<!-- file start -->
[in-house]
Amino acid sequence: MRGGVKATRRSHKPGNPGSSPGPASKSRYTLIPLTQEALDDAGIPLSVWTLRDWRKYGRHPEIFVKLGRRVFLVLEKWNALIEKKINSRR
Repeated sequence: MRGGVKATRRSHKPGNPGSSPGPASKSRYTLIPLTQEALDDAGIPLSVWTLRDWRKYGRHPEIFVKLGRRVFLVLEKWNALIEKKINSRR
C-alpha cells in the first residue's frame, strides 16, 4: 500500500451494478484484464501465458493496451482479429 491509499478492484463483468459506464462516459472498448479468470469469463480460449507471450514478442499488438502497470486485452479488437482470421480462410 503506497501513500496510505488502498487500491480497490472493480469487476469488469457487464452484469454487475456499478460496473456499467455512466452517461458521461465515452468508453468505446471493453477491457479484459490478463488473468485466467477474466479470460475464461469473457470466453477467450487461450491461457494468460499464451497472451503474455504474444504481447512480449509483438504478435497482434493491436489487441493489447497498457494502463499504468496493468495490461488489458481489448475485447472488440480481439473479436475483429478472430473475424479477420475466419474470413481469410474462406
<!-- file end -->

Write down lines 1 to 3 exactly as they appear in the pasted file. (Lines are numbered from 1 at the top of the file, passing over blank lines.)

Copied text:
[in-house]
Amino acid sequence: MRGGVKATRRSHKPGNPGSSPGPASKSRYTLIPLTQEALDDAGIPLSVWTLRDWRKYGRHPEIFVKLGRRVFLVLEKWNALIEKKINSRR
Repeated sequence: MRGGVKATRRSHKPGNPGSSPGPASKSRYTLIPLTQEALDDAGIPLSVWTLRDWRKYGRHPEIFVKLGRRVFLVLEKWNALIEKKINSRR